A popular Wisconsin cyclist was killed when the sun blocked a driver’s view.
By Bob Mionske
In the 1990s, one team dominated the Master’s category at races throughout the Midwest: the Vic Tanny team, sponsored by Jeff Littman, who held the Mr. Wisconsin title, but was making a transition from bodybuilding to bicycle racing. In 1994, when Littman opened his own health club, the Vic Tanny team he had been sponsoring became Team Wisconsin, which still races today. Through Team Wisconsin’s junior team, Littman was also behind the development of future racing professionals. Jeff and I raced in many of the same events throughout the Midwest, and so I knew who he was; in fact, everybody who raced in the Midwest did, because his team consistently crushed the other teams in the Master’s category.
That is why I immediately recognized his name when I heard it again last week. On October 1, Littman was out on a training ride when a motorist rear-ended and critically injured him. Four days later, on October 5, Littman succumbed to his injuries. Wisconsin cyclists were stunned; in addition to his reputation as a powerhouse of a racer, Jeff Littman was also the President of the Wisconsin Cycling Association.
As is so often the case, the driver who hit Littman never even saw him. But this wasn’t just another case of driver inattention; the driver never saw Littman because he was blinded by the morning sun in his eyes. As he reported to investigating officers, he had been on the road for less than a minute, and he couldn’t see because the sun was “too bright”:
“The sun was very bright and glaring on my windshield. I was wearing sunglasses, my visor was down and my windshield wipers I just turned off because the dew was clearing. I was going under the speed limit about 40 mph because it was very hard to see. I made sure to be in my lane because I couldn’t see oncoming traffic or anything much more than about 10 feet on front of me. I didn’t see anyone then all of a sudden boom I hit two bicyclists.”
Littman’s riding partner, who was also hit, reported that she had been riding in the center of the shoulder, and that Littman had been hugging the fog line. The driver, who said that he was trying to stay in his lane to avoid oncoming traffic, actually veered onto the shoulder.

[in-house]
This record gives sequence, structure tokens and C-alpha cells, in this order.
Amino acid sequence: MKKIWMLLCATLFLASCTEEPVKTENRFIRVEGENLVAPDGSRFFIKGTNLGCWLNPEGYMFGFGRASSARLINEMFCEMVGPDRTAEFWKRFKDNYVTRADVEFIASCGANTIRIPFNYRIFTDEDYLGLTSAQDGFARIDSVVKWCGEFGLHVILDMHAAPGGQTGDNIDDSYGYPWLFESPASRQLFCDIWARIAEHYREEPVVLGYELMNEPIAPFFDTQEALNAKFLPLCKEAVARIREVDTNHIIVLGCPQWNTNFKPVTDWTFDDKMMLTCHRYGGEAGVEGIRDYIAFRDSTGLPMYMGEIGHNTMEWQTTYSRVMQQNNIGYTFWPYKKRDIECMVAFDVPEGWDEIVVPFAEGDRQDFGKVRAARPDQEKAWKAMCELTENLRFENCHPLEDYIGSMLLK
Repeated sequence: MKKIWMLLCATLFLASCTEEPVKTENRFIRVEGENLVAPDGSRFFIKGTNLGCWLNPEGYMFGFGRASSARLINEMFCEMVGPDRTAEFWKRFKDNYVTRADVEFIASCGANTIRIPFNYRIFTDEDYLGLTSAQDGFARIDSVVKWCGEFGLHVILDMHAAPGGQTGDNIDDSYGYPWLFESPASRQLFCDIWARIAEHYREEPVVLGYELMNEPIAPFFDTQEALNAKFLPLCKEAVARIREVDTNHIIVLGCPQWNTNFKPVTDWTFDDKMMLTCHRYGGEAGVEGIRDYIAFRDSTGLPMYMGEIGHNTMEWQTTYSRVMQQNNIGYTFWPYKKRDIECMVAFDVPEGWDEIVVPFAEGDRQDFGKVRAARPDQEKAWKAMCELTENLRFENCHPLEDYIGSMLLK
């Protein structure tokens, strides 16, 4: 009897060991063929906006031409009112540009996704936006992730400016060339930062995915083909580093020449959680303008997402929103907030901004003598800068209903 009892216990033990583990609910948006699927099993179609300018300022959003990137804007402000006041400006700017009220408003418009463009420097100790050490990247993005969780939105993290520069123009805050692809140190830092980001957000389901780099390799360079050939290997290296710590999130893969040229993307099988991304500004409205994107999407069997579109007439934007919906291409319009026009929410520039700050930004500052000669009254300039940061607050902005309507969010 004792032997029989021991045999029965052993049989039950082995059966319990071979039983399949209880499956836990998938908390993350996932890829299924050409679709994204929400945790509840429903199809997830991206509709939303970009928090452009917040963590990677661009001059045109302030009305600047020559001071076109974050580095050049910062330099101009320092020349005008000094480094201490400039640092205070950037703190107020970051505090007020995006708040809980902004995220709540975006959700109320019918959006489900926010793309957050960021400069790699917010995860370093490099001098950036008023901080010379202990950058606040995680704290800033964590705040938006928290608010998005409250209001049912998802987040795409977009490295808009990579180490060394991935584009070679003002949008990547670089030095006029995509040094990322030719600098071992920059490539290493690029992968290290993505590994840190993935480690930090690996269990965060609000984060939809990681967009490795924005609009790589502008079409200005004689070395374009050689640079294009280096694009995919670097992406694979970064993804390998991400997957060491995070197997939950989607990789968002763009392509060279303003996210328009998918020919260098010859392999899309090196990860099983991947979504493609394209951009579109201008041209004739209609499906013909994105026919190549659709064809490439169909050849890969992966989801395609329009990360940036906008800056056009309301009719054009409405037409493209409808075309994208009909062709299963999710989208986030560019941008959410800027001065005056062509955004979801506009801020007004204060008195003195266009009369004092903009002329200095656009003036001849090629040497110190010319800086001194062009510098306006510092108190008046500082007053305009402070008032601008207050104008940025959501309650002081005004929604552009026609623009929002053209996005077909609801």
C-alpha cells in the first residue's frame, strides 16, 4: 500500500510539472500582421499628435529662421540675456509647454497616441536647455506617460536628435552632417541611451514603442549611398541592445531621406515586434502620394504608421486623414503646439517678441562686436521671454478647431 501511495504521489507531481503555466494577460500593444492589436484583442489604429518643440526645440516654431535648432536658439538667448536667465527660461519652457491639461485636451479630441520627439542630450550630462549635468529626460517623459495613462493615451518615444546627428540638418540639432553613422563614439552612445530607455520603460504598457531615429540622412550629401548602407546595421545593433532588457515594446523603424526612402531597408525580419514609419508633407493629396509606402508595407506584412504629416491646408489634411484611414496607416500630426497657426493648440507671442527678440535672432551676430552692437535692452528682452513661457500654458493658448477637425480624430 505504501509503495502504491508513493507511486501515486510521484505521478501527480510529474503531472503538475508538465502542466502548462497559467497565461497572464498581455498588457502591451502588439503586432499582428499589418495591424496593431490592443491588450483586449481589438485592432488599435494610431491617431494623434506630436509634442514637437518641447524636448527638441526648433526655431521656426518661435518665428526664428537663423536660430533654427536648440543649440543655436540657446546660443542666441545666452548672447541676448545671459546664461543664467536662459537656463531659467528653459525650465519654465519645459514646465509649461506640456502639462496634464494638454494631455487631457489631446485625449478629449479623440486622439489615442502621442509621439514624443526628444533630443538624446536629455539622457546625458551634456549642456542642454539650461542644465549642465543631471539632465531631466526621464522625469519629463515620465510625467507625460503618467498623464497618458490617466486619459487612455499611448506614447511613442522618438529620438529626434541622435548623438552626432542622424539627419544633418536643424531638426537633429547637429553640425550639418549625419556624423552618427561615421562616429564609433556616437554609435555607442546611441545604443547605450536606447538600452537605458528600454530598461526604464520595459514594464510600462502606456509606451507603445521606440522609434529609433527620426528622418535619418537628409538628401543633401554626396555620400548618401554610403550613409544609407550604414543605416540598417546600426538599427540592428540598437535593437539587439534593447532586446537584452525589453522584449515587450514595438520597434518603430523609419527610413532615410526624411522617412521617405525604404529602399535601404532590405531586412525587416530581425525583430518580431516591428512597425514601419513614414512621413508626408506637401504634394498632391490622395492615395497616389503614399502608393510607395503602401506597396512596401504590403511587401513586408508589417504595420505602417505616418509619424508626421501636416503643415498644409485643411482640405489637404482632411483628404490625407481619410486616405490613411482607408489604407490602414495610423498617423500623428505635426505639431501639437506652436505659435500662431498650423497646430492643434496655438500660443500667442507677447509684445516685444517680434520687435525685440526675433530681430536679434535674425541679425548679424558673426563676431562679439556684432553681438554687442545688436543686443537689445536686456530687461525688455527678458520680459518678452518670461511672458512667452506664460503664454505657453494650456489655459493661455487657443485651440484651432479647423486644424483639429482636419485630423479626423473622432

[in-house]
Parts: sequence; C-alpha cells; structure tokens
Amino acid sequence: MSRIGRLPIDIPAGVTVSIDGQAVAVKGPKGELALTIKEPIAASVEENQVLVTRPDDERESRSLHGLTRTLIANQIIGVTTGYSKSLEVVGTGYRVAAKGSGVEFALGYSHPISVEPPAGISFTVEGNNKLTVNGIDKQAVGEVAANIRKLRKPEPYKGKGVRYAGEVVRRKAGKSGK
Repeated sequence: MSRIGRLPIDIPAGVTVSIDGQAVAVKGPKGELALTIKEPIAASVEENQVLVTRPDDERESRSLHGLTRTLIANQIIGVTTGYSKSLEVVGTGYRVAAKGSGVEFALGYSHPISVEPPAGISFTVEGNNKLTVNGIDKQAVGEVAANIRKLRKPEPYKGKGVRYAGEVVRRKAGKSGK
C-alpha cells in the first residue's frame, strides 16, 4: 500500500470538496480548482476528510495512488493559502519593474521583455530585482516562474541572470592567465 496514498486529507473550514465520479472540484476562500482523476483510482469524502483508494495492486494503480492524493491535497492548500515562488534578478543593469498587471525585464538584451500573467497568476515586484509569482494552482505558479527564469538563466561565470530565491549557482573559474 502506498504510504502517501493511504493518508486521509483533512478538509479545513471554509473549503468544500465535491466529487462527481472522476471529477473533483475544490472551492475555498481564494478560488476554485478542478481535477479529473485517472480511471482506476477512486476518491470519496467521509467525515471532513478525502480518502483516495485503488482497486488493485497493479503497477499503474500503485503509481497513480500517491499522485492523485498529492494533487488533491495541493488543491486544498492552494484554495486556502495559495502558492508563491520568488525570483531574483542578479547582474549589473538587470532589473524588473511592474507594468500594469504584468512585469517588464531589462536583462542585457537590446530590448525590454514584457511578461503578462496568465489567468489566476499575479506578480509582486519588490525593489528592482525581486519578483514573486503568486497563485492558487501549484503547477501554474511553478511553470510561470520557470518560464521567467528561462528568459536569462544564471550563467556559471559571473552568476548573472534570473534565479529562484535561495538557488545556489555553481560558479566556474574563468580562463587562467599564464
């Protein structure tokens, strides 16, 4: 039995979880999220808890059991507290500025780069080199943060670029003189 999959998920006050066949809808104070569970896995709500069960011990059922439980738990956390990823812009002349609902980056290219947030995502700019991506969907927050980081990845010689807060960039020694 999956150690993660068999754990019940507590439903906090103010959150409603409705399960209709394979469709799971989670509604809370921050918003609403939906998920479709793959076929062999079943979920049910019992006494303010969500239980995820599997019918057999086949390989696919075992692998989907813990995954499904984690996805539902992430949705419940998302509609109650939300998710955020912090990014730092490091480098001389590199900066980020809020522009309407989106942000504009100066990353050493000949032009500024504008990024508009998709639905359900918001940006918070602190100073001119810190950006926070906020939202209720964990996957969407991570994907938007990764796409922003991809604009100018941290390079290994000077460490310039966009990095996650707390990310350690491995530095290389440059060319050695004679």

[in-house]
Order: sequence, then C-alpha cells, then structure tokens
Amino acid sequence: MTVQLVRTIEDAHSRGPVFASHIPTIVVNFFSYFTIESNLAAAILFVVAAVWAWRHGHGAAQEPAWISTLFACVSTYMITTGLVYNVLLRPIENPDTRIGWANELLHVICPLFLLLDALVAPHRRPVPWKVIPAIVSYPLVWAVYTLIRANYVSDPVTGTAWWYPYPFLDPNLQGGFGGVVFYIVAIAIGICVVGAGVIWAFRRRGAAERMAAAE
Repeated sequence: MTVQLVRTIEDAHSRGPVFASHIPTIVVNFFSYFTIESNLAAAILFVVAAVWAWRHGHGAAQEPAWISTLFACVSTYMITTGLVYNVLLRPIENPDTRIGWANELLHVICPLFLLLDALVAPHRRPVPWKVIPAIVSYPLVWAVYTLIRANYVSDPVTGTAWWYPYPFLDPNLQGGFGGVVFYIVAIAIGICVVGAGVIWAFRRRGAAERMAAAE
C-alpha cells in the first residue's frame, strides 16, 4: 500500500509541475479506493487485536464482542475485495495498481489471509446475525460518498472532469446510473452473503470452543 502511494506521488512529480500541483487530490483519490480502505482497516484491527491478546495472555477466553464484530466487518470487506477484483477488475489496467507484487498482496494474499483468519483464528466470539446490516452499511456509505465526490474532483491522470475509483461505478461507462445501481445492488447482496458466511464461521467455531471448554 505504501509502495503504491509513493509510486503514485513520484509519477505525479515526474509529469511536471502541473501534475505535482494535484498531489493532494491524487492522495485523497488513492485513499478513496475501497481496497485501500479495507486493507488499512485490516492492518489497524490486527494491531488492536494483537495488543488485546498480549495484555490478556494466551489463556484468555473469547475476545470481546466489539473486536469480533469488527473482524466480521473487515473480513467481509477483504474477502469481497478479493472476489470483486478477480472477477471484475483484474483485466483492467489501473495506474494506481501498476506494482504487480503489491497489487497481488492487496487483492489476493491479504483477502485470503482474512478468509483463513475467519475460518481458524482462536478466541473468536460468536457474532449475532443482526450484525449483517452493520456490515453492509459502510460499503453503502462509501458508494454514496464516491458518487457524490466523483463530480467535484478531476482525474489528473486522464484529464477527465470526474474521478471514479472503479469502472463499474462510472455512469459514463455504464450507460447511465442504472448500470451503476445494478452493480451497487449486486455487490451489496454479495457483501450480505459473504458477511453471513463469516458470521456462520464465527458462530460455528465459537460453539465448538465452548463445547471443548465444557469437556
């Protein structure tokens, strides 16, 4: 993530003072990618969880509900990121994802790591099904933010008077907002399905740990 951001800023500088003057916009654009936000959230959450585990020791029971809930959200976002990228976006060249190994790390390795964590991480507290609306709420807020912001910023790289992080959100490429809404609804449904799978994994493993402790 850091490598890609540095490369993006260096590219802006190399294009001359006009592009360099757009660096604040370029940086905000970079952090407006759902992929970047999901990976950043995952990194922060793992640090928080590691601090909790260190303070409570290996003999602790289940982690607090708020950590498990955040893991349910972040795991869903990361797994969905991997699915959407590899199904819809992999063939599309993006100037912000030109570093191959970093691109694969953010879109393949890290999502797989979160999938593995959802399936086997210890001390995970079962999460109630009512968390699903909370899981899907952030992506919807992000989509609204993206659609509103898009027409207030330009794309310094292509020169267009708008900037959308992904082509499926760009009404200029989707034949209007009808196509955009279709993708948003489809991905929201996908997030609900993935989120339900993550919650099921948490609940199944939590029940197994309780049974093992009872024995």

Cyclists are often reminded of the necessity of making themselves visible to drivers. When we assume that a driver can see us because we can see the driver, we make what I call an error of mutual recognition. While a motorist might be readily seen, a cyclist, who is only one-seventh the size of an automobile, might be overlooked—particularly if the motorist is subconsciously only scanning for other motorists. For this reason, many cyclists attempt to enhance their their ability to be seen with brightly colored or reflective clothing, and lights.
But even with enhanced conspicuity, there is still the chance that the driver just doesn’t see the cyclist. On the morning of October 1, the driver who was unwittingly bearing down upon Jeff Littman was facing directly into the morning sun, and whatever conspicuity-enhancing efforts the two cyclists may have made were completely lost in the deadly mix of blinding glare and excessive speed.
Could the driver have avoided this collision? Sure. He could have slowed to a speed that was “reasonable and prudent under the conditions,” as Wisconsin law requires—but he didn’t. When drivers fail to observe their legal duty to adjust their speed for conditions, collisions, sometimes tragic, are often the result, as was the case with Jeff Littman. And all too often, the driver, and the driver’s insurance company, fail to see that it was the motorist’s failure to observe the law that led to the collision. I once had a case in which a motorist had hit and injured a cyclist, but the insurance company refused to pay. The insurance company claimed that it was not the drivers fault that the sun was setting in the direction he was traveling, and that the cyclist should have known that he was in danger. Fortunately for my client, the jury “saw” things differently.